How many times can a woman feel betrayed after her rape?

Every time someone questions how it happened “so easily.”

There’s nothing easy about being physically pinned down by someone stronger than you, having your body entered by someone you did not invite while your arms are held above you and your legs and body are positioned by his power.

How many times can a woman feel betrayed after her rape?

Every time someone suggests she should’ve reacted differently.

We respect grief and people’s right to do it their own way. But, with rape or sexual violation, we only give validity if a woman immediately goes to the police and says, “I’ve been raped.”

Is there no understanding of the internal schism in a woman’s psychology when she’s been violated physically, sexually, and emotionally? Over 70 percent of rapes are committed by someone the victim knows: schism.

How many times can a woman feel betrayed after her rape?

Every time a woman is doubted for how she got into the situation and how she handled the aftermath betrays the fact that she was raped—a violent physical act whereby the aggressor completely controls the victim.

Yes, she’s a victim—even if she wasn’t threatened with a knife or gun.

When I was young, I used to joke, “If I ever get raped, they’ll find him because he’ll be the guy with his dick cut off.”

And there it is. I thought what many still think: 1) I’d never let it happen to me. 2) If it did, I’d destroy him. I’d react to violence with violence.

But, I’m not a violent person. I’m strong. I’m smart and I can be damn persuasive. Still, at age 23, I was raped by my boss. My boss raped me.

He didn’t have a knife or a gun and I didn’t say no; He didn’t ask.

He threw me down physically. He physically overpowered me. He didn’t persuade me to have sex with him or scare me into it. He took my body with his body. It’s an act of power and violence. Yet, he didn’t punch me, slap me or cut me. He attacked me with physical force.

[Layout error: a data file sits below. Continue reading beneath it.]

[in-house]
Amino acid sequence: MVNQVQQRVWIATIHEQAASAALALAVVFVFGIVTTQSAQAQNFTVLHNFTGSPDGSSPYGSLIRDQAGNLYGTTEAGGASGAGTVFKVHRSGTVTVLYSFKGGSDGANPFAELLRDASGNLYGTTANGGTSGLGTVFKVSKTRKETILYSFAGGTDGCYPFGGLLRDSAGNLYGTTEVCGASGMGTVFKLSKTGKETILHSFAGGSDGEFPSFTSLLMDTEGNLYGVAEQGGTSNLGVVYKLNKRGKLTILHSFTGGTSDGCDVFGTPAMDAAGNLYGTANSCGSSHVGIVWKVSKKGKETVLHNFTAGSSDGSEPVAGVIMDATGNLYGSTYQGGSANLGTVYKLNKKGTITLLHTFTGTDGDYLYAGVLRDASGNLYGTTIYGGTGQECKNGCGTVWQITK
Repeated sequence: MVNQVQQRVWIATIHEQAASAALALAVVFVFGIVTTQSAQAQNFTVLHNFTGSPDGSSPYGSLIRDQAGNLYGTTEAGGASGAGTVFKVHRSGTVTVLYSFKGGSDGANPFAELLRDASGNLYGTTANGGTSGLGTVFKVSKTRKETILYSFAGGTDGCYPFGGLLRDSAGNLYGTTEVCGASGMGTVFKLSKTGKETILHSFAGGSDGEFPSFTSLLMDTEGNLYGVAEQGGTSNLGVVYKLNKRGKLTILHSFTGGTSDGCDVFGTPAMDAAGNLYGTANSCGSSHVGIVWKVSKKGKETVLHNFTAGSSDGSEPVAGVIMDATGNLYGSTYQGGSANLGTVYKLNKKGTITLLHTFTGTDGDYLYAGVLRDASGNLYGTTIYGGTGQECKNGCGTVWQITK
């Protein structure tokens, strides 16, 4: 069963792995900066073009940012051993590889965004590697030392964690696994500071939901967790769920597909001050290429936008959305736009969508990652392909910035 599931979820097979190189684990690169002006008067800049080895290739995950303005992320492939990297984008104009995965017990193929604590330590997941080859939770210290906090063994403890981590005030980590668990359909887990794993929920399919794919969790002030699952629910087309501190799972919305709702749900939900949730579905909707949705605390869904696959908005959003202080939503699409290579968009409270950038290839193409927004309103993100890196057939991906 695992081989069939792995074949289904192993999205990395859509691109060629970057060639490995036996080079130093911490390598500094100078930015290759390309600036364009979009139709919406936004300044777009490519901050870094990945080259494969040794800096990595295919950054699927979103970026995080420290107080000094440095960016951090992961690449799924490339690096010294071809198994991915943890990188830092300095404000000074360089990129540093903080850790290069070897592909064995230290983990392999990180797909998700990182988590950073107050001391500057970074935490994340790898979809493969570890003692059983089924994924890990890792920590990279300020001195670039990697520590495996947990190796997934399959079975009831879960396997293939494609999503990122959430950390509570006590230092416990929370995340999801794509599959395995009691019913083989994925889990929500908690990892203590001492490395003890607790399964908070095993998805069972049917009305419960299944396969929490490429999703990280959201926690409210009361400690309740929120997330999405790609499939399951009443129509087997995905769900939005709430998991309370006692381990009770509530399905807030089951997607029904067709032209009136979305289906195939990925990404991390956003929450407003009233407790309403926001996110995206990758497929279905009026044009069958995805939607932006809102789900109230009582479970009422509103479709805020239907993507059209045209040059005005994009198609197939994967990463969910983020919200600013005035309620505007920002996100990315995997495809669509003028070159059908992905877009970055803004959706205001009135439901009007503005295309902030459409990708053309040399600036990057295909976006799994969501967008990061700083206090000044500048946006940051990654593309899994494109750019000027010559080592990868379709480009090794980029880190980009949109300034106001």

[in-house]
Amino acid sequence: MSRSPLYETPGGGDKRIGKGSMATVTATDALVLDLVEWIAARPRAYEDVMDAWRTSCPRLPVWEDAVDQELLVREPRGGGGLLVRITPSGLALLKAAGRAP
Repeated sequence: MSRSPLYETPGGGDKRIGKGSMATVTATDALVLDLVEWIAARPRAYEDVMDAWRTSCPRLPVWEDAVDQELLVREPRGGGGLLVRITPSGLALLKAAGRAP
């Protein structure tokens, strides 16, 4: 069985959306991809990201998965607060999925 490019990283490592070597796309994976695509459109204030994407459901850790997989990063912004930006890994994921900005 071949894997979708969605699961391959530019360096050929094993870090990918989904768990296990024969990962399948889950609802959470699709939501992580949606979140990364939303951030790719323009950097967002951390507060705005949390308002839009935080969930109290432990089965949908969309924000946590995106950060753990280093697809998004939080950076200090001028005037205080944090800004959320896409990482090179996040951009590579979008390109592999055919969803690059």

How many times can a woman feel betrayed after her rape?

A woman is betrayed again every time a so-called evolved man who believes in a woman’s right to choose chooses to believe that somehow she chose this. Or let it happen. Or reacted poorly after the fact.

We’re so bent on not having a victim mentality in our country maybe we’ve forgotten women who are raped are victims—not forever, but in the moment.

Shame on you for shaming her, not believing her, and betraying her belief that you trust her and she can trust you with her truth.

How many times can a woman feel betrayed after her rape?

Maybe that’s why rape is the most underreported crime, why victims of incest and even sexual harassment don’t tell. It’s easier not to.

Who wants to be betrayed all over again? And again. And again.




Playing Brave


If I only find pain, I’ll sit with her as if she’s a lost child. I’ll let her tell me stories of her ill treatment and bad lot. I’ll listen to her fears and ask her about all she’s already conquered.

I’ll watch as she remembers the battles before, the brokenness and how brave she became even though it started as pretend.